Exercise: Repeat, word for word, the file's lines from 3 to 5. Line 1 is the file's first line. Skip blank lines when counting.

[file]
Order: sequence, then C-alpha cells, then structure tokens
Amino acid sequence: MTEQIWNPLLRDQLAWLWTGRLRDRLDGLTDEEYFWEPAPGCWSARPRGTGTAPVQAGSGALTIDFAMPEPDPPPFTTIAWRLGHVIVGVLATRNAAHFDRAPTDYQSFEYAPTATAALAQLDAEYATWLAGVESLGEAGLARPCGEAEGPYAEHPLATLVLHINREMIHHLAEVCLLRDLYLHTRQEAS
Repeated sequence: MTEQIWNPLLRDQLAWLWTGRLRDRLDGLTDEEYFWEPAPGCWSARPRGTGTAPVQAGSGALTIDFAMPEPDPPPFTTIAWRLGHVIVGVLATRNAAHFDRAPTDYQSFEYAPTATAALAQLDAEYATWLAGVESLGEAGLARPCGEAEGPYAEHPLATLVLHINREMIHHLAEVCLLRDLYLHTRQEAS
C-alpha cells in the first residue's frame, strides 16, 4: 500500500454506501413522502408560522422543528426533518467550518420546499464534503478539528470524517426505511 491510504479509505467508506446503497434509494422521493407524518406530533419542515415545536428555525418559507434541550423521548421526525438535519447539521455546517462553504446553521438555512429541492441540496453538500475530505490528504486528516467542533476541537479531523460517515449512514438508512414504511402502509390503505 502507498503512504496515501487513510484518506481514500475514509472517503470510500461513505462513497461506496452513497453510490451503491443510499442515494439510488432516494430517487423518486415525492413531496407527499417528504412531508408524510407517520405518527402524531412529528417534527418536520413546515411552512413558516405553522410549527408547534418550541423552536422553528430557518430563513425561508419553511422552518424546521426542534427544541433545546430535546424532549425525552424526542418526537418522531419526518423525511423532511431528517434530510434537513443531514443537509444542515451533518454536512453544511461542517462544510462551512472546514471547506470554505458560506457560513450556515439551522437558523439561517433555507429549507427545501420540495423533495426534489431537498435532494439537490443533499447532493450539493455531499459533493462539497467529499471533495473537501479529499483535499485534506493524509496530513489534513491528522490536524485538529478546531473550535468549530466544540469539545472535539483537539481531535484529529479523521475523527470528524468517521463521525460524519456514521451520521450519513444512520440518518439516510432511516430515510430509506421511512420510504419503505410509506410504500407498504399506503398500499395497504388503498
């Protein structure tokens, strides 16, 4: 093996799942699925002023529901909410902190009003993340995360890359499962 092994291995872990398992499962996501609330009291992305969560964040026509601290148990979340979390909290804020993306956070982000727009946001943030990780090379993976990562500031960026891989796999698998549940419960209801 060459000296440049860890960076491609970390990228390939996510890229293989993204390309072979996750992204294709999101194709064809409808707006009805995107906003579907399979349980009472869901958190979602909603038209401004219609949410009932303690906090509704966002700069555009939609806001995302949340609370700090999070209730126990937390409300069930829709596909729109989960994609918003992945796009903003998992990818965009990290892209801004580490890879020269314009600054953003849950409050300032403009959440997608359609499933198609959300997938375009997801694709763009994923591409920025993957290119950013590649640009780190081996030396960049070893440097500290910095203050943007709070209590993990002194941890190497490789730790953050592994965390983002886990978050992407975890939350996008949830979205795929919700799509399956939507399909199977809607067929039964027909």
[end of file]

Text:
Repeated sequence: MTEQIWNPLLRDQLAWLWTGRLRDRLDGLTDEEYFWEPAPGCWSARPRGTGTAPVQAGSGALTIDFAMPEPDPPPFTTIAWRLGHVIVGVLATRNAAHFDRAPTDYQSFEYAPTATAALAQLDAEYATWLAGVESLGEAGLARPCGEAEGPYAEHPLATLVLHINREMIHHLAEVCLLRDLYLHTRQEAS
C-alpha cells in the first residue's frame, strides 16, 4: 500500500454506501413522502408560522422543528426533518467550518420546499464534503478539528470524517426505511 491510504479509505467508506446503497434509494422521493407524518406530533419542515415545536428555525418559507434541550423521548421526525438535519447539521455546517462553504446553521438555512429541492441540496453538500475530505490528504486528516467542533476541537479531523460517515449512514438508512414504511402502509390503505 502507498503512504496515501487513510484518506481514500475514509472517503470510500461513505462513497461506496452513497453510490451503491443510499442515494439510488432516494430517487423518486415525492413531496407527499417528504412531508408524510407517520405518527402524531412529528417534527418536520413546515411552512413558516405553522410549527408547534418550541423552536422553528430557518430563513425561508419553511422552518424546521426542534427544541433545546430535546424532549425525552424526542418526537418522531419526518423525511423532511431528517434530510434537513443531514443537509444542515451533518454536512453544511461542517462544510462551512472546514471547506470554505458560506457560513450556515439551522437558523439561517433555507429549507427545501420540495423533495426534489431537498435532494439537490443533499447532493450539493455531499459533493462539497467529499471533495473537501479529499483535499485534506493524509496530513489534513491528522490536524485538529478546531473550535468549530466544540469539545472535539483537539481531535484529529479523521475523527470528524468517521463521525460524519456514521451520521450519513444512520440518518439516510432511516430515510430509506421511512420510504419503505410509506410504500407498504399506503398500499395497504388503498
């Protein structure tokens, strides 16, 4: 093996799942699925002023529901909410902190009003993340995360890359499962 092994291995872990398992499962996501609330009291992305969560964040026509601290148990979340979390909290804020993306956070982000727009946001943030990780090379993976990562500031960026891989796999698998549940419960209801 060459000296440049860890960076491609970390990228390939996510890229293989993204390309072979996750992204294709999101194709064809409808707006009805995107906003579907399979349980009472869901958190979602909603038209401004219609949410009932303690906090509704966002700069555009939609806001995302949340609370700090999070209730126990937390409300069930829709596909729109989960994609918003992945796009903003998992990818965009990290892209801004580490890879020269314009600054953003849950409050300032403009959440997608359609499933198609959300997938375009997801694709763009994923591409920025993957290119950013590649640009780190081996030396960049070893440097500290910095203050943007709070209590993990002194941890190497490789730790953050592994965390983002886990978050992407975890939350996008949830979205795929919700799509399956939507399909199977809607067929039964027909």